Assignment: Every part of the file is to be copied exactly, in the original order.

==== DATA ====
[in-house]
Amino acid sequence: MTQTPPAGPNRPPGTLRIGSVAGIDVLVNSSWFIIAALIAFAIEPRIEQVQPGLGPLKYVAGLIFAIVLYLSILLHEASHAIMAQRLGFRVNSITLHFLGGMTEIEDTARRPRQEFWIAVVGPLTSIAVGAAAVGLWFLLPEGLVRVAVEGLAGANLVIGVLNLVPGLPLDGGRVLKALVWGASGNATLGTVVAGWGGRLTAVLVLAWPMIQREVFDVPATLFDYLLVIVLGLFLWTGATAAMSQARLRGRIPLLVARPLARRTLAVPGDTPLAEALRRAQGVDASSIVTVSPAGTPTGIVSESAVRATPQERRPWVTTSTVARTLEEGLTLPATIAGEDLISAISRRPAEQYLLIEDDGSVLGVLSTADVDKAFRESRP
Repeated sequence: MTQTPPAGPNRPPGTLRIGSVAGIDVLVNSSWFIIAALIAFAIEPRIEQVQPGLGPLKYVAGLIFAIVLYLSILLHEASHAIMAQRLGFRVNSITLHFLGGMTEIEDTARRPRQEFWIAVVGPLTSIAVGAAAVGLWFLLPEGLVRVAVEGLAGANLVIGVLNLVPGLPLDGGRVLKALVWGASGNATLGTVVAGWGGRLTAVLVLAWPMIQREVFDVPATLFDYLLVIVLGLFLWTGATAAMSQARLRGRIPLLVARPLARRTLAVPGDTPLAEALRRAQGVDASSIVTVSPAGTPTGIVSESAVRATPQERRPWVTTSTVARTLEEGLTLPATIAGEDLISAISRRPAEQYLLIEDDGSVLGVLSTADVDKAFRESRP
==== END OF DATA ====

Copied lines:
[in-house]
Amino acid sequence: MTQTPPAGPNRPPGTLRIGSVAGIDVLVNSSWFIIAALIAFAIEPRIEQVQPGLGPLKYVAGLIFAIVLYLSILLHEASHAIMAQRLGFRVNSITLHFLGGMTEIEDTARRPRQEFWIAVVGPLTSIAVGAAAVGLWFLLPEGLVRVAVEGLAGANLVIGVLNLVPGLPLDGGRVLKALVWGASGNATLGTVVAGWGGRLTAVLVLAWPMIQREVFDVPATLFDYLLVIVLGLFLWTGATAAMSQARLRGRIPLLVARPLARRTLAVPGDTPLAEALRRAQGVDASSIVTVSPAGTPTGIVSESAVRATPQERRPWVTTSTVARTLEEGLTLPATIAGEDLISAISRRPAEQYLLIEDDGSVLGVLSTADVDKAFRESRP
Repeated sequence: MTQTPPAGPNRPPGTLRIGSVAGIDVLVNSSWFIIAALIAFAIEPRIEQVQPGLGPLKYVAGLIFAIVLYLSILLHEASHAIMAQRLGFRVNSITLHFLGGMTEIEDTARRPRQEFWIAVVGPLTSIAVGAAAVGLWFLLPEGLVRVAVEGLAGANLVIGVLNLVPGLPLDGGRVLKALVWGASGNATLGTVVAGWGGRLTAVLVLAWPMIQREVFDVPATLFDYLLVIVLGLFLWTGATAAMSQARLRGRIPLLVARPLARRTLAVPGDTPLAEALRRAQGVDASSIVTVSPAGTPTGIVSESAVRATPQERRPWVTTSTVARTLEEGLTLPATIAGEDLISAISRRPAEQYLLIEDDGSVLGVLSTADVDKAFRESRP